Neohumour [or neohumor, USA] is the word we use to describe the specific use of humour to provoke positive behavioural change in willing participants.
Humour in its various forms, including reverse psychology, absurdism and irony has been used for many purposes: to entertain, surprise, challenge, enlighten and provoke. The purpose of comedy as entertainment is to make people laugh in the moment. The use of outrageous humour to help people feel better in conditions of extreme adversity is known as ‘gallows humour’. However, humour can also be used cruelly to hurt or bully people – or even to to deflect or brush off personal issues that need to be faced. Nevertheless, well-intentioned humour can act as a mirror that indirectly reveals truth about oneself. Moreover, laughter with its positive psychological and physical effects can act as a balm for the discomfort of reflecting upon one’s foibles.
In 2020 we began to use the word neohumour to describe the specific use of humour to help people become happier in everyday life. The work is similar to that of the Court Jester who – with permission of the monarch – essays comedy and jokes to get his master to think creatively differently about affairs of state and other important issues.
Dr. Brian Kaplan, a medically qualified doctor and avid fan of stand up comedy, has always been intrigued by the physiological benefits of laughter. Brian has encapsulated these proven benefits in the acrostic, SMILEE.
S — STRESS hormones: Epinephrine/adrenaline [US/UK], norepinephrine/noradrenaline [US/UK], and cortisol are reduced.
M — MUSCULAR relaxation: Muscles take two hours to return to their previous state of tension after a big belly laugh.
I — IMMUNITY: Increased antibodies in blood after laughter may improve resistance to colds and other infections.
L — LUNGS: are helped by laughter expelling stale air, allowing more fresh air to enter.
E — EXERCISE: Two hundred laughs a day is equivalent exercise to rowing for ten minutes – and without the agonised expression that rowers, stationary cyclists, and joggers customarily have on their faces.
E — ENDORPHINS and ENCEPHALONS: Natural high–making chemicals of the body are increased by laughter.
In 1996 Brian participated in a workshop led by Frank Farrelly, an extraordinary psychotherapist who in the 1970s had developed Provocative Therapy, the responsible use of humour and reverse psychology in the clinic. Brian and Hephzibah remained students of Farrelly until his death in 2013, and have stayed in touch with many of his acolytes all over the world.
We believe that humour has even wider applications than its responsible use in clinical practice. Many people and organisations like the idea of promoting positive changes with humour – without being tied into the conventional therapist-client relationship. We therefore felt a new word was necessary to describe the practical use of humour (with permission) to effect change in people in many environments outside the clinic.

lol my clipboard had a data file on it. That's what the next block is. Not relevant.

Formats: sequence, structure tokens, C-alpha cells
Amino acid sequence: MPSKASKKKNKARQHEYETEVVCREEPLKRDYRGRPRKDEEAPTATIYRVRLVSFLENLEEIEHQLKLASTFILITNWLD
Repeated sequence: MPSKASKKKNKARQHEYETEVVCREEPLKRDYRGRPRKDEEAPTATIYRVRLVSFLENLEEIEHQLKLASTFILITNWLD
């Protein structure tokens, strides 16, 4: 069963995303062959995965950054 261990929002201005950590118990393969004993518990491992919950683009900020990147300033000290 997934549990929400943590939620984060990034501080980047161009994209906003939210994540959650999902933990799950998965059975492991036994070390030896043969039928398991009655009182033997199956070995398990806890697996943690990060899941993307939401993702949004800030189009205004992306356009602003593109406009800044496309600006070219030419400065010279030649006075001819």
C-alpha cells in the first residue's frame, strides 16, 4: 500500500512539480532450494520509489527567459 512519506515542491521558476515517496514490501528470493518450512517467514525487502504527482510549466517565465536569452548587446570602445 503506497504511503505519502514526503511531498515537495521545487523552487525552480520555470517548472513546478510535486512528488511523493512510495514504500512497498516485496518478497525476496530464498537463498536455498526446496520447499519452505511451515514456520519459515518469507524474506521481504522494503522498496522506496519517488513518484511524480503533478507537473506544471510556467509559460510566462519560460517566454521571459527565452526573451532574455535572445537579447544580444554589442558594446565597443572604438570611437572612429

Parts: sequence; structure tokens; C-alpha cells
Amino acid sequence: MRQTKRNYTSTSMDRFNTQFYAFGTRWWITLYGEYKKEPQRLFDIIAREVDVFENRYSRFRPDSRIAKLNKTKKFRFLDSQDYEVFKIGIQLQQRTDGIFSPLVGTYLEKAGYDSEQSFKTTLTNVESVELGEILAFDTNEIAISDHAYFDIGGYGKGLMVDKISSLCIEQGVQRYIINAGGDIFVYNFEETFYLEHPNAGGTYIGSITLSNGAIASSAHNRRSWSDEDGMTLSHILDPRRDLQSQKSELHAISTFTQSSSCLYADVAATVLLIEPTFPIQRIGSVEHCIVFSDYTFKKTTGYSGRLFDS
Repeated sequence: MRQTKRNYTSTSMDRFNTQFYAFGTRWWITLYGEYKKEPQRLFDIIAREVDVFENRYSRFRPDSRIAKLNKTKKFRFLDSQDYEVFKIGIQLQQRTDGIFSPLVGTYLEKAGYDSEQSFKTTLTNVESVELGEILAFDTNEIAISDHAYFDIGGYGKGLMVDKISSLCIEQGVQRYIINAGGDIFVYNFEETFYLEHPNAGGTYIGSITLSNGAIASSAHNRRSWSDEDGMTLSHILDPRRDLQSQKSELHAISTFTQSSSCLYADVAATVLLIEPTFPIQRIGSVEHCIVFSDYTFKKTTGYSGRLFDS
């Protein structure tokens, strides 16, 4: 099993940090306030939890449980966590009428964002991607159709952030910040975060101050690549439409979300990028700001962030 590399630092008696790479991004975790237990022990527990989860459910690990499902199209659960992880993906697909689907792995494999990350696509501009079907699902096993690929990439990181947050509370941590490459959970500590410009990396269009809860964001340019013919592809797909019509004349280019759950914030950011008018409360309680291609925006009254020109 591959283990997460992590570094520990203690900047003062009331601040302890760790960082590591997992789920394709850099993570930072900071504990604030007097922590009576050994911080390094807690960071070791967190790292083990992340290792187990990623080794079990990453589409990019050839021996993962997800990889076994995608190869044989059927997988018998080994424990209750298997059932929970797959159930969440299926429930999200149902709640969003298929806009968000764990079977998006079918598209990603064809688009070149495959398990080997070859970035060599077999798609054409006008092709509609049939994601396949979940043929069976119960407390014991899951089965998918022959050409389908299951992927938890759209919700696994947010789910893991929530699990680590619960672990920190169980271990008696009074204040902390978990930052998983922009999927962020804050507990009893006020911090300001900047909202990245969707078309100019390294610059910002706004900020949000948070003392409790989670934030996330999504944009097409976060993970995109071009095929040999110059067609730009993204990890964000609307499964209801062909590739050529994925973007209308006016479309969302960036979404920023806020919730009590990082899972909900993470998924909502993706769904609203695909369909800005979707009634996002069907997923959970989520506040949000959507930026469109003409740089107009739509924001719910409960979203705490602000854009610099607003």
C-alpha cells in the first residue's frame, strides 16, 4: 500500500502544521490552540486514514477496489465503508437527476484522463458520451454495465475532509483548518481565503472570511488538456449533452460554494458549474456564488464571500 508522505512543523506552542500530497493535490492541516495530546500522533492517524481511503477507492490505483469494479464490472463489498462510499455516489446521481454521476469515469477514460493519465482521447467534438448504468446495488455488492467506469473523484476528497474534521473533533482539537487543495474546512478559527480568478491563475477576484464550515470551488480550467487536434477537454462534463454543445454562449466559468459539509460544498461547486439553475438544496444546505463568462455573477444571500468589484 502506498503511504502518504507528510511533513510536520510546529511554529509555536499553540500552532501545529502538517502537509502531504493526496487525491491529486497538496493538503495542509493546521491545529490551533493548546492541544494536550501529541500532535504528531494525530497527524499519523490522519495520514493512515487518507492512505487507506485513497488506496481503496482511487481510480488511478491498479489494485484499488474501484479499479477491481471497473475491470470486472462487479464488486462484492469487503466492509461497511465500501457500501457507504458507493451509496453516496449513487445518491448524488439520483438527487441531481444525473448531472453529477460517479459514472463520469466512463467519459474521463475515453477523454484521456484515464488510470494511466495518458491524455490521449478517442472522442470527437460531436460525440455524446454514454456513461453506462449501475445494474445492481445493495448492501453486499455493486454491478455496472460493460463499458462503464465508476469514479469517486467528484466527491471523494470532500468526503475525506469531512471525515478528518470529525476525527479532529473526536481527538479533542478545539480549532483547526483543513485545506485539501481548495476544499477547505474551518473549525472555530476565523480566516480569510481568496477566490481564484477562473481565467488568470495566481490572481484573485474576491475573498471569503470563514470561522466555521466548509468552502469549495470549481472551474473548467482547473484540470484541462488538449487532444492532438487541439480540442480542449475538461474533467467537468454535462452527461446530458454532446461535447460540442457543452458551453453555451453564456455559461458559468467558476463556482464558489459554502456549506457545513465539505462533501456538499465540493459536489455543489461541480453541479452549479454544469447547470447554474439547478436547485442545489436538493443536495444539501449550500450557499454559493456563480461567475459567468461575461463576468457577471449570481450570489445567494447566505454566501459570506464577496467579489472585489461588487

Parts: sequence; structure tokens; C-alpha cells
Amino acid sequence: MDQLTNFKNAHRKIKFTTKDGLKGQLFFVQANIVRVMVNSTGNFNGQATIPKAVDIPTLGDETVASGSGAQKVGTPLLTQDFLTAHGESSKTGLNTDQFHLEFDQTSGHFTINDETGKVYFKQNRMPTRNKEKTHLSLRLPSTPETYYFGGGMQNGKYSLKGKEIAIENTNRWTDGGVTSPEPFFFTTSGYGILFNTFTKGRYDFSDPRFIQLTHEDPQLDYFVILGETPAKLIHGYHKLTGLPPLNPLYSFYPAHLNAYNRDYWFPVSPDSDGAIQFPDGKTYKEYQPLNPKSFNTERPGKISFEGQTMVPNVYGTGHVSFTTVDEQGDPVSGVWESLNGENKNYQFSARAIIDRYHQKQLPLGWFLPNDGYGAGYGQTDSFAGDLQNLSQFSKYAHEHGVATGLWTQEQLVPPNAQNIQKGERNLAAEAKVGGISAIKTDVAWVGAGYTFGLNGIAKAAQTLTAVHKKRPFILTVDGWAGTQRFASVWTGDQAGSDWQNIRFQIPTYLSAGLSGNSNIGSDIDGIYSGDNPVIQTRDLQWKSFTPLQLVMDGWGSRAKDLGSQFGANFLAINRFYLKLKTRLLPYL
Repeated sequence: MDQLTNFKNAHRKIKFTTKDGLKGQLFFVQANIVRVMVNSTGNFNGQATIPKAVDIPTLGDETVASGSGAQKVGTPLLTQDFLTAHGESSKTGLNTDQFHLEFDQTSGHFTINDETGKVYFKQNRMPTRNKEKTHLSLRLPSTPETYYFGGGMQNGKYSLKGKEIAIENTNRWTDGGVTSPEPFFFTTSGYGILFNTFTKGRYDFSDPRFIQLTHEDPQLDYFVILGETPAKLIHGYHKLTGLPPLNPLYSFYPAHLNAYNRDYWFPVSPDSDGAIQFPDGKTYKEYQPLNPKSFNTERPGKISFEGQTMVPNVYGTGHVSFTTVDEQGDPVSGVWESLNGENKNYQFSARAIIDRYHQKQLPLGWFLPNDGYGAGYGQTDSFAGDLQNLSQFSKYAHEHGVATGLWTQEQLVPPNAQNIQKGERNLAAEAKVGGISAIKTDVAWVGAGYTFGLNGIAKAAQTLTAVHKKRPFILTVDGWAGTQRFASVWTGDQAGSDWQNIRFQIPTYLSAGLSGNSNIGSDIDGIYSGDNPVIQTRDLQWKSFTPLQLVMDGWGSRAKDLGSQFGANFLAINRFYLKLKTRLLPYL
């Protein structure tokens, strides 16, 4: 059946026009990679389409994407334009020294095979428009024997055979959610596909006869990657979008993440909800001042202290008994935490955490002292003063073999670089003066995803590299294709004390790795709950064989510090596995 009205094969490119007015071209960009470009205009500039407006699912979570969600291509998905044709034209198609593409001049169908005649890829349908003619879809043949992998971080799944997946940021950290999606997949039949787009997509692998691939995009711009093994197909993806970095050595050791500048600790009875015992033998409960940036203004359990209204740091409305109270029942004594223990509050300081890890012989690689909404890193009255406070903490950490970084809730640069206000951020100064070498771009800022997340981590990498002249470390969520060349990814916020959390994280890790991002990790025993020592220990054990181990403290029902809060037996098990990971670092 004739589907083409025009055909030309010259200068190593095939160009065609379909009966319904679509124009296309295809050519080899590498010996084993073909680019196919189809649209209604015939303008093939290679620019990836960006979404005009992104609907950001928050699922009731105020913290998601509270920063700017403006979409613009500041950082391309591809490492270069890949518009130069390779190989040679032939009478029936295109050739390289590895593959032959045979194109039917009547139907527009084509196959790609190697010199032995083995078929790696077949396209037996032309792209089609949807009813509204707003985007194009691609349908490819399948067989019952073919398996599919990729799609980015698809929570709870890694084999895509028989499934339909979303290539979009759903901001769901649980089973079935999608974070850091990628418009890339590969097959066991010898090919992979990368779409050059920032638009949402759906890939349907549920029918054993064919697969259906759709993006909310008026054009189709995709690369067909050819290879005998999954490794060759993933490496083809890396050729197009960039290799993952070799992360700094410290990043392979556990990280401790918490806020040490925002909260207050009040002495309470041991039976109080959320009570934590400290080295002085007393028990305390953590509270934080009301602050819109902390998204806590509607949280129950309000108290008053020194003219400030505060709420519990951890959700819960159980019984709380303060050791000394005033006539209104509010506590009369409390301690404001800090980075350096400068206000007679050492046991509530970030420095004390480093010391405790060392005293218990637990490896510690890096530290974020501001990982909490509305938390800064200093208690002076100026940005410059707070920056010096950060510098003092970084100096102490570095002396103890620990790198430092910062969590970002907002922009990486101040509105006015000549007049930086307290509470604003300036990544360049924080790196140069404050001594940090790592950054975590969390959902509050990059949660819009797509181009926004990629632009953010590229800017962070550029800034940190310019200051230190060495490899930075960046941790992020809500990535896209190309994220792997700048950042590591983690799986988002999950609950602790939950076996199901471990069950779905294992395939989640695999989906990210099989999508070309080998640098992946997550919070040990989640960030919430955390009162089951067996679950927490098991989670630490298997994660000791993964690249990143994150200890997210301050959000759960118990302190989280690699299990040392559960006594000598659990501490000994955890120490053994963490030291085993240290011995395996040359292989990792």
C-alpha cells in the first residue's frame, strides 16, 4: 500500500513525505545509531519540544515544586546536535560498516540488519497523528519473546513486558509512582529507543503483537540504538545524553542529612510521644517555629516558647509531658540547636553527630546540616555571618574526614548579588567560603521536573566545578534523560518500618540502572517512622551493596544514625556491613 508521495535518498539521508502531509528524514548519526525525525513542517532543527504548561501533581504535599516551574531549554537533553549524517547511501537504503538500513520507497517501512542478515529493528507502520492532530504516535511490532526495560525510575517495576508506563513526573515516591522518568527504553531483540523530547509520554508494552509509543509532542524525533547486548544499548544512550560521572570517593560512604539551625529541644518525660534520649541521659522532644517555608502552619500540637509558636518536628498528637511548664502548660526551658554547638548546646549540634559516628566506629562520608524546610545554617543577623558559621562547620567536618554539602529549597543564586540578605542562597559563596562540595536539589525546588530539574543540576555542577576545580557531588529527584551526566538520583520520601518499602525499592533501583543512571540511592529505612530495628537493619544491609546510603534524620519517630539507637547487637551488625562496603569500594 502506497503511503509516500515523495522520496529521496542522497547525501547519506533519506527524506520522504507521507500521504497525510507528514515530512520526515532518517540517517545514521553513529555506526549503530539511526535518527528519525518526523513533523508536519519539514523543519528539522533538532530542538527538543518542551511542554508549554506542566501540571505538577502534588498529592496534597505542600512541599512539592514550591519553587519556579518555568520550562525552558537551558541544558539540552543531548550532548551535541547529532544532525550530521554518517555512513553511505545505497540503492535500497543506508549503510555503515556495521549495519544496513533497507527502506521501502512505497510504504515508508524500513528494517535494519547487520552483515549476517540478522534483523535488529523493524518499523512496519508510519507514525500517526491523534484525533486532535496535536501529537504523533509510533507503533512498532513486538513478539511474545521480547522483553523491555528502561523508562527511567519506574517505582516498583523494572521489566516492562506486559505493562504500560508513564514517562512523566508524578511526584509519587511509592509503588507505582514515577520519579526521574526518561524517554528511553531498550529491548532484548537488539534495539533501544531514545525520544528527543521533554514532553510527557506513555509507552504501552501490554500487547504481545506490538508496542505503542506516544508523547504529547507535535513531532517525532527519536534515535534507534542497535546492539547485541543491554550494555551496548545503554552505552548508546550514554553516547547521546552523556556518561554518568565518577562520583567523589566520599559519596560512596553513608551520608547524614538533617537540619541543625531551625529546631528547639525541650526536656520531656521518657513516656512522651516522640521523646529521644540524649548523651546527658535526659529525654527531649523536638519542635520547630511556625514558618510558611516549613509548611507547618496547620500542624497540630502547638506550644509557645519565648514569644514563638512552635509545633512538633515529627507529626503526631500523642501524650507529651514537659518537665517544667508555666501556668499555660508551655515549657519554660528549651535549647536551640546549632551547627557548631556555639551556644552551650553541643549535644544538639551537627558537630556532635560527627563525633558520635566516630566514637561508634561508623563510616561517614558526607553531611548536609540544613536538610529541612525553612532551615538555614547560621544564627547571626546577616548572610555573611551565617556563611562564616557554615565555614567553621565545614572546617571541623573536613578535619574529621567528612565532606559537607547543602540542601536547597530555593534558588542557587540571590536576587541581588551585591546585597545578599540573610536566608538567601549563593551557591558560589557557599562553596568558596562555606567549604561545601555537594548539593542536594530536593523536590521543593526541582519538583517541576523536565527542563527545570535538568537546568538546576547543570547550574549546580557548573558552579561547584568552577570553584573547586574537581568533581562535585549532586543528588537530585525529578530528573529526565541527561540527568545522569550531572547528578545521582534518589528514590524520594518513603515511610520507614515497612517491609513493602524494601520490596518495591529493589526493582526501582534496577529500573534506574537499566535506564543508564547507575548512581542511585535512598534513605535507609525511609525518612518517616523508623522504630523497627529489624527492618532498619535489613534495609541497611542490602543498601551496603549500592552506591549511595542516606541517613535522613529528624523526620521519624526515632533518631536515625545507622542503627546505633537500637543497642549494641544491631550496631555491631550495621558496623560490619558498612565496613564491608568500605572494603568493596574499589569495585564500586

How does it work?
After acquiring permission, the practitioner uses ironic, satirical, ridiculous and absurd interventions to provoke the recipient to reflect differently on their situation. This is always done abiding by the Golden Rule of the process – only with a twinkle in the eye and affection in the heart. This ensures that the recipient is left in no doubt that the practitioner unequivocally means well.
The object of this process is to generate laughter and an Aha! Moment in recipients as they laugh together about the funny side of what is being discussed.
With its proven physical and psychological benefits, laughter creates an ideal psychophysiological state to embrace change. We are more relaxed and less defensive when laughing. When we are laughing at the parts of ourselves that are holding us back, we disempower them. This makes it more likely that we will hear our own voice of conscience – that part of ourselves that knows the right thing to do. When we follow our conscience with appropriate behaviour, we feel happier and more relaxed about life. This voice of conscience is axiomatic to the process and you can read more here.
What exactly are we laughing at?
As many psychologists, historians and even theologians have posited, we are not merely one self with one personality (See Fadiman & Gruber in Subselves) – we are a complex multiplicity of selves – also known as sub-personalities, subselves, archetypes and I-positions. We feel unbalanced and unhappy when we inadvertently allow any subself to become too loud and dominant for our own good.
While reason and therapy may help us understand the nature and source of our issues, any direct advice or authoritarian approach is likely to be counter-productive because people have a strong and natural aversion to being told what to do. This is why we use reverse psychology, provocative tools and humour to galvanise change.
The use of neohumour to effect personal change involves identifying the loud subself that is leading you astray and disempowering it with well-intentioned humour. Neohumour is never directed at the whole of you, only at the part of you that is making you unhappy. When you laugh at the part of you that is holding you back, you can distance yourself from its influence, thus decreasing its power over you. The humour and laughter in the room creates a high energy situation and a window of opportunity for change and personal growth.
This process is not entirely new. People who love each other have always used humour to help each other because permission to use it is taken for granted. Neohumour emulates this process in the professional sphere, but explicit permission needs to be obtained every time it is used.